Vultr: Store Vanilla Minecraft Worlds on Decentralized Storage
Learn how to store vanilla Minecraft worlds on decentralized storage.
Minecraft is an online sandbox virtual world video game. Users can host and maintain their own personal instances, or servers, of the virtual world and allow other players to join from around the world. Vanilla Minecraft refers to the base version of the game that does not include any modifications or custom packages.
Vultr is a cloud infrastructure deployment service that simplifies deploying cloud compute servers. Vultr offers a variety of pre-configured operating systems and software images for easy deployment. Vultr offers four Minecraft images, including Vanilla Minecraft.
Read below to learn how to store vanilla Minecraft worlds on decentralized storage.
Select ‘Create Bucket’ in the top right corner to create a new bucket.
When making this decision, consider the number of players you intend to have on your server and the size of the world they will create.
This server image is built using an Ubuntu 20.04 operating system.
When making this decision, again consider the player base size and world size. Typically, Minecraft servers use a large amount of RAM memory, so keep that in mind when estimating size.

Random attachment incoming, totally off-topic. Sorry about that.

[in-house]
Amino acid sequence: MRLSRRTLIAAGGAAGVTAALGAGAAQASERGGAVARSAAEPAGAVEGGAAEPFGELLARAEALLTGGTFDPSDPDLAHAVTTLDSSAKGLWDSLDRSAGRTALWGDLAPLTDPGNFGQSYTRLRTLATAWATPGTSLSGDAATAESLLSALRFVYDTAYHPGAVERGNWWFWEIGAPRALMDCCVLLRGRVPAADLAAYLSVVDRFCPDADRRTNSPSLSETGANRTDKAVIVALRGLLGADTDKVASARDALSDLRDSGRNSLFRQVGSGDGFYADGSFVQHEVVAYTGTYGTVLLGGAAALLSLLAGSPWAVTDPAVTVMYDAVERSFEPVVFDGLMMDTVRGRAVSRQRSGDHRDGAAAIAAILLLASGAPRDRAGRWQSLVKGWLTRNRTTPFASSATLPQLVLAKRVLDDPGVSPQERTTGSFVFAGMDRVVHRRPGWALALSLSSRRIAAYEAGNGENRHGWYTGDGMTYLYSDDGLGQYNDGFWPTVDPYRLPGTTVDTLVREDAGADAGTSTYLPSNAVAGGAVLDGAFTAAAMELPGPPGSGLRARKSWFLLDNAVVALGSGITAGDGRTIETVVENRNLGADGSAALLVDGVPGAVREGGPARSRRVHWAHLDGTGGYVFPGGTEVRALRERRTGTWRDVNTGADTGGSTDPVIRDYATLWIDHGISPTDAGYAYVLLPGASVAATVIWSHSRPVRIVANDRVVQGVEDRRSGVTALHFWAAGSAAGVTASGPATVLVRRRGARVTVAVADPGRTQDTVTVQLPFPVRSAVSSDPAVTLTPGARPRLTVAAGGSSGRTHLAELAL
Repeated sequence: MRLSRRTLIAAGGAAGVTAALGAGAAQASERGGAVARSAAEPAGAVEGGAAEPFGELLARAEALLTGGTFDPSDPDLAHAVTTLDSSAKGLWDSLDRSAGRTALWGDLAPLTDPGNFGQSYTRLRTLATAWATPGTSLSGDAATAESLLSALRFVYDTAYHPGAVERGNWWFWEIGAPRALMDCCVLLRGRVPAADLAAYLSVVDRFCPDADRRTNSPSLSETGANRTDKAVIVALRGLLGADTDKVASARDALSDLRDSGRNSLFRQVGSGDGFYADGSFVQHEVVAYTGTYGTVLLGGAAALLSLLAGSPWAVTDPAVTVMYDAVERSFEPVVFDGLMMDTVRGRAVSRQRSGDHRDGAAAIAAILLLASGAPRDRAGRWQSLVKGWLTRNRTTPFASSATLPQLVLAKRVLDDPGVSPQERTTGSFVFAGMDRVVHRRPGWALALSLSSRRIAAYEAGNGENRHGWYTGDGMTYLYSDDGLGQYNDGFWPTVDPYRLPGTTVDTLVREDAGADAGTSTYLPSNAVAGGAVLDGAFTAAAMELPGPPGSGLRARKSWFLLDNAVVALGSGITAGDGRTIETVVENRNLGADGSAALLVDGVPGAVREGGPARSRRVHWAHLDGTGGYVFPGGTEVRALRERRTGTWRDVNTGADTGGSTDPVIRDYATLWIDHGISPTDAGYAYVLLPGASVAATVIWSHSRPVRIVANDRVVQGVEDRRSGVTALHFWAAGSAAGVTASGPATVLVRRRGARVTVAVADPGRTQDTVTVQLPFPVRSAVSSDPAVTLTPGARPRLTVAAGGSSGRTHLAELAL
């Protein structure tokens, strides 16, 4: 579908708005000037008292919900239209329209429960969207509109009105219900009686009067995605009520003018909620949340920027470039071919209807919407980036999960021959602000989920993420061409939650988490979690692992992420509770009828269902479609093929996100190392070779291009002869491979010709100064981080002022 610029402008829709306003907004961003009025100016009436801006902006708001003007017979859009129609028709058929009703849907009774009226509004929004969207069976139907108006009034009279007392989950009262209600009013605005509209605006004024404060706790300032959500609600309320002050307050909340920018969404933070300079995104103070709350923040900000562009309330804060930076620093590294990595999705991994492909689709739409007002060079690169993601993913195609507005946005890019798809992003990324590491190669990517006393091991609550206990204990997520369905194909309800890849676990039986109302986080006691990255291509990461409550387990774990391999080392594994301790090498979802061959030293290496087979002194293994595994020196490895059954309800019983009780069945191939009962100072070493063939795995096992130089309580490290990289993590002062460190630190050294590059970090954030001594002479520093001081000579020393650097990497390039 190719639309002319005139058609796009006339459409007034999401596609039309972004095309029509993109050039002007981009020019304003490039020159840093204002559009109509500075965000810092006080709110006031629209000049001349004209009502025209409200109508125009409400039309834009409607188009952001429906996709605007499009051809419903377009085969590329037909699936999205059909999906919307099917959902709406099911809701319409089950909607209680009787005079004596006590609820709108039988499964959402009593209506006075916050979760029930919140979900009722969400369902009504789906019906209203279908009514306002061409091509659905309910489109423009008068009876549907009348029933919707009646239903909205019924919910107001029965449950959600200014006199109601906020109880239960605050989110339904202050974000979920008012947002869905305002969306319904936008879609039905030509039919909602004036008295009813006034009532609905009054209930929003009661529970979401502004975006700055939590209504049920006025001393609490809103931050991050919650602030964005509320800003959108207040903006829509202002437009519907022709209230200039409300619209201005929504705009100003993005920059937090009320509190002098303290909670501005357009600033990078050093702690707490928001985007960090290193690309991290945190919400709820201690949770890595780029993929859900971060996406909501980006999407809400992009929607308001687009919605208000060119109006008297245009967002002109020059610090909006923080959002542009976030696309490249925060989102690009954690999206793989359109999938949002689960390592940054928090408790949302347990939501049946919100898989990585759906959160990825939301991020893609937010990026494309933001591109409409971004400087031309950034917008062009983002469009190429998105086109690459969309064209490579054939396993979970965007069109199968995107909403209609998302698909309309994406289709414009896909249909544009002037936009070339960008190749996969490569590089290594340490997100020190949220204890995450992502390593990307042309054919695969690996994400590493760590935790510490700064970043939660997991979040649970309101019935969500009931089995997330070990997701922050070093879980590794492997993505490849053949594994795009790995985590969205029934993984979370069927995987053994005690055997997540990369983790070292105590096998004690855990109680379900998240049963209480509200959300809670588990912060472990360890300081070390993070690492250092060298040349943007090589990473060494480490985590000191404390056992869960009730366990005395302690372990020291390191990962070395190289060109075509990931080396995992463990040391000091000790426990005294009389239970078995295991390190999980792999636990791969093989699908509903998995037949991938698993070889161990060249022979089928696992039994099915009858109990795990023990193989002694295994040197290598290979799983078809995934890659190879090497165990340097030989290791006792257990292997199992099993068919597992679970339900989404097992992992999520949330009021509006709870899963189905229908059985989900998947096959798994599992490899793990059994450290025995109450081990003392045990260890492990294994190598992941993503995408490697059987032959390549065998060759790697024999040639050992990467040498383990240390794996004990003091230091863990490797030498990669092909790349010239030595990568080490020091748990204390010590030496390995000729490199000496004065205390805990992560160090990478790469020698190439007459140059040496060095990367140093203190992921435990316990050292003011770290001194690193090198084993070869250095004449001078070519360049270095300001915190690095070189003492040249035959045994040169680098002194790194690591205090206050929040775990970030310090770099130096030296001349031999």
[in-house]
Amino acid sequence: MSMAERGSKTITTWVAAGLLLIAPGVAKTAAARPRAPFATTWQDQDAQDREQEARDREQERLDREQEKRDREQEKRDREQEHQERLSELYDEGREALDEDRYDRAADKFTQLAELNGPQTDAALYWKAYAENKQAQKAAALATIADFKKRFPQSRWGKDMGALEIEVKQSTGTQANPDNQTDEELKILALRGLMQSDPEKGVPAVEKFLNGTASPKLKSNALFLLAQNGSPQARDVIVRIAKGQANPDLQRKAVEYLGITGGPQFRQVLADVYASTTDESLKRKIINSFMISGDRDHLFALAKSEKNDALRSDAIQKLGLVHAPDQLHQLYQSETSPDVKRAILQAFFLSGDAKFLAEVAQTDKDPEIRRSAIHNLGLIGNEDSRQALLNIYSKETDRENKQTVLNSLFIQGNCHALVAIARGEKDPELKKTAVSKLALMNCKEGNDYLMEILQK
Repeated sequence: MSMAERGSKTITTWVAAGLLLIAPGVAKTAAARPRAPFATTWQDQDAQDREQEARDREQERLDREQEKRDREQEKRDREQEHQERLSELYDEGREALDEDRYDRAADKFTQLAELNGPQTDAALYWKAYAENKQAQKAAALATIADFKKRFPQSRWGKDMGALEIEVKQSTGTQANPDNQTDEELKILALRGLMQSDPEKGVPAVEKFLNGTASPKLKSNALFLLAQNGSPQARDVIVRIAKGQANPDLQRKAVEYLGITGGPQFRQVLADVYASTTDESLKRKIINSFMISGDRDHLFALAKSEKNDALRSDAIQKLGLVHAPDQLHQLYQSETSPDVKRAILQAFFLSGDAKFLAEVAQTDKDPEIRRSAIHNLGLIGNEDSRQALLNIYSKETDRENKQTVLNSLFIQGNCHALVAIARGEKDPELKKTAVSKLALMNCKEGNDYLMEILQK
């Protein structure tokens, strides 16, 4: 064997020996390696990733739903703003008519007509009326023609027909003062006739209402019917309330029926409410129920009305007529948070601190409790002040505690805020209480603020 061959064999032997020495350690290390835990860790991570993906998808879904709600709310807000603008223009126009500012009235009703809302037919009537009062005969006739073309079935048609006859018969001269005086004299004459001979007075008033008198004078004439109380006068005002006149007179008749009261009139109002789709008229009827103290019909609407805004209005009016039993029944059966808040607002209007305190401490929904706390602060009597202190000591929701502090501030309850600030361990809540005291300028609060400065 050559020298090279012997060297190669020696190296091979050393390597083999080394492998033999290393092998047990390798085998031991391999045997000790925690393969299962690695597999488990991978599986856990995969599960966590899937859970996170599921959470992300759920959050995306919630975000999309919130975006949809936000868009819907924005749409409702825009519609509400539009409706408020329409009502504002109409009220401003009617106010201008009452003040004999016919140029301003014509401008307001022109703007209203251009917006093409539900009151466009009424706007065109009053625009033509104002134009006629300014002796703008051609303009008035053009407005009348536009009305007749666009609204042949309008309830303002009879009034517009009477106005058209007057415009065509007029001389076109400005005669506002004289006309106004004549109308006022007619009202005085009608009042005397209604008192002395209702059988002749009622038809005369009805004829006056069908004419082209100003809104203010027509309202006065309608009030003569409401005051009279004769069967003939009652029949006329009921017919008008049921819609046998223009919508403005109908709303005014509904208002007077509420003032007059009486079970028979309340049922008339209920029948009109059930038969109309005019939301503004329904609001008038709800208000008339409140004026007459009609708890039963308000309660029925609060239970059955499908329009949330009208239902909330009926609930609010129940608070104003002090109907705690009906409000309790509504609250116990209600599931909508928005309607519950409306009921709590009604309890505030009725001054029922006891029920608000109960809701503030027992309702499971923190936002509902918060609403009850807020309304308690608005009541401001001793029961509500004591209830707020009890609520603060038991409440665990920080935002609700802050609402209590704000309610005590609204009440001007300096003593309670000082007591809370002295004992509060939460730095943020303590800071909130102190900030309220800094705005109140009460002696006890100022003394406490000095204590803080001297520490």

This backup feature backs up the image to Vultr, and costs an additional hosting fee. We’ll configure automatic backups to Filebase, which offer increased reliability and geo-redundancy while being a fraction of the cost.
Take note of the server’s username and password.
curl "https://awscli.amazonaws.com/awscli-exe-linux-x86_64.zip" -o "awscliv2.zip"
To configure, use the following command:
When prompted with your Access Key ID and Secret Key, input your Filebase Access and Secret Keys.
This tutorial uses a working directory of
chmod +x backup.sh
# Run the backup script
/home/backup.sh -c -i /home/minecraft/server/world -o /home/backups
# Script waits to assure that the backup script finishes:
# Te backup script puts the backup in a tar file using the current date and time that the backup was run.
# To upload the file to Filebase, we need to save the current date as a variable to reference
# Get the current date
# Upload the Backup for today to Filebase.
/usr/bin/aws --endpoint https://s3.filebase.com s3 cp $DATE*.tar.gz s3://filebase-ipfs/ --storage-class STANDARD_IA
filebase-ipfswith the name of your Filebase IPFS bucket.
Open your crontab with the following command:
0 8 * * * /home/minecraft_backup_job.sh
Replace the file path with the correct path for your configuration.
This cronjob is scheduled to run every day at 8:00AM on your server. Configure the cronjob values to reflect your desired configuration.
You’ve now secured your Minecraft server with routine, daily backups to decentralized storage!